The still existing correlation between Bitcoin and the S&P 500 could soon haunt the market for cryptic currencies again, when a shockingly accurate sell signal sends the major U.S. stock index back down to the lows of Black Thursday.
Could the correlation do the same for the very first crypto currency?
The continued correlation of Bitcoin with the S&P 500 could lead to a repeat of Black Thursday
Before the historic slump on Black Thursday, the S&P 500 and many major stock indices set a new record. Before the end of the quarter, however, a record was set for the worst quarterly results in the history of the stock markets.
At the same time that the S&P 500 peaked, Bitcoin was trading above $10,000 – a key level that is described as the remaining resistance between current levels and another test of the asset’s all-time high in 2017.
During this period, the price of Bitcoin reached $20,000 and later dropped to as low as $3,200.
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The collapse of Black Thursday, which shattered the S&P 500, also caused Bitcoin to drop from $10,000 to below $4,000. There was no escape from the liquidity crisis as the investor community realized that a recession as a result of the pandemic was more than likely.
Since then, there has been a strong correlation between the S&P 500 and Bitcoin. Both the main US stock index and the leading crypto currency in terms of market capitalization have made a strong, V-shaped recovery – a sign that often indicates a bottoming out.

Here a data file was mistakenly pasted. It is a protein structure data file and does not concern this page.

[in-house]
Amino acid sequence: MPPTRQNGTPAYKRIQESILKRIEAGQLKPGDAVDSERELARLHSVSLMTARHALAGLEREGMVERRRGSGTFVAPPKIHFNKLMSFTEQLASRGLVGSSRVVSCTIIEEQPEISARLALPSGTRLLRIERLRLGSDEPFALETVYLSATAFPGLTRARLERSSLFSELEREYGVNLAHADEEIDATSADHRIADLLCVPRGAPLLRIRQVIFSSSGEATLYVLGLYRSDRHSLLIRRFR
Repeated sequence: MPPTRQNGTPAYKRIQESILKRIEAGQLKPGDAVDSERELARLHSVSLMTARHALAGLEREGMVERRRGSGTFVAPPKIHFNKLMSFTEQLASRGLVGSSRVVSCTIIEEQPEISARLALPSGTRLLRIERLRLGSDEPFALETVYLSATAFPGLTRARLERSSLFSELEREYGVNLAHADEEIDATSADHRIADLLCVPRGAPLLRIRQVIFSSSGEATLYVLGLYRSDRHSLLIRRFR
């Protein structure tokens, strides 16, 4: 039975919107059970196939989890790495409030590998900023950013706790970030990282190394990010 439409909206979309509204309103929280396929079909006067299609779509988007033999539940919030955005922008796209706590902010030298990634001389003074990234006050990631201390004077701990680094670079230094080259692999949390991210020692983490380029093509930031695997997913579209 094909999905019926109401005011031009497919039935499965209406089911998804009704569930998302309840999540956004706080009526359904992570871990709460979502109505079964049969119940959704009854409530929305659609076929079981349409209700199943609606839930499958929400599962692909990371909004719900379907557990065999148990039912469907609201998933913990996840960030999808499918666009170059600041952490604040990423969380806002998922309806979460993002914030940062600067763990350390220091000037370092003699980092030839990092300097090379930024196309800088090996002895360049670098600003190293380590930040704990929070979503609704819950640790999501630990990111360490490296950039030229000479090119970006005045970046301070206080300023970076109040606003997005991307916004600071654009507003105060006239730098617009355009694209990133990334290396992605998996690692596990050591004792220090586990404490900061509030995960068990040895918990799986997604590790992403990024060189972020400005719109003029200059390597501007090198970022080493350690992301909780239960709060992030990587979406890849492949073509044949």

Is the upswing in these two markets sustainable through impulses?
However, fears of a false bottom are mounting and an accurate sell signal generated at the S&P 500 could trigger another test of the lows from Black Thursday or worse. And because of the correlation that Bitcoin continues to share with the index, any downward movement in the stock market could once again spill over to the crypto currency.
The stimulus packages have kept equity valuations high, and the stimulus packages have provided investors with additional funds that they are happy to risk on cryptic assets like Bitcoin.
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While all this has helped the S&P 500 and Bitcoin to recover from the lows, it may not be enough to keep the markets afloat in the long run. The uncertainty surrounding any plans for economic reopening is making investors skeptical about returns, and fears of inflation are causing investors to rethink their investments.
This could benefit Bitcoin as the asset is increasingly seen as a hedge against inflation, like gold, but for the time being the crypto currency remains more correlated with equities than the precious metals market.
However, it is clear from the above graph that Bitcoin passes through periods where it is correlated with the S&P 500 and other periods where it is not. Now that Bitcoin has been correlated against the stock index for a few weeks, the correlation seems to be returning, and this could mean a disaster for the very first crypto-asset.
To make matters worse, the TD Sequential indicator has issued a sell signal of 9 for the S&P 500. This incredibly accurate signal worked well in crypto markets, but was designed by traditional market timing wizard Thomas Demark.
If the build-up is confirmed and the S&P 500 unloads, BTC could run into difficulties.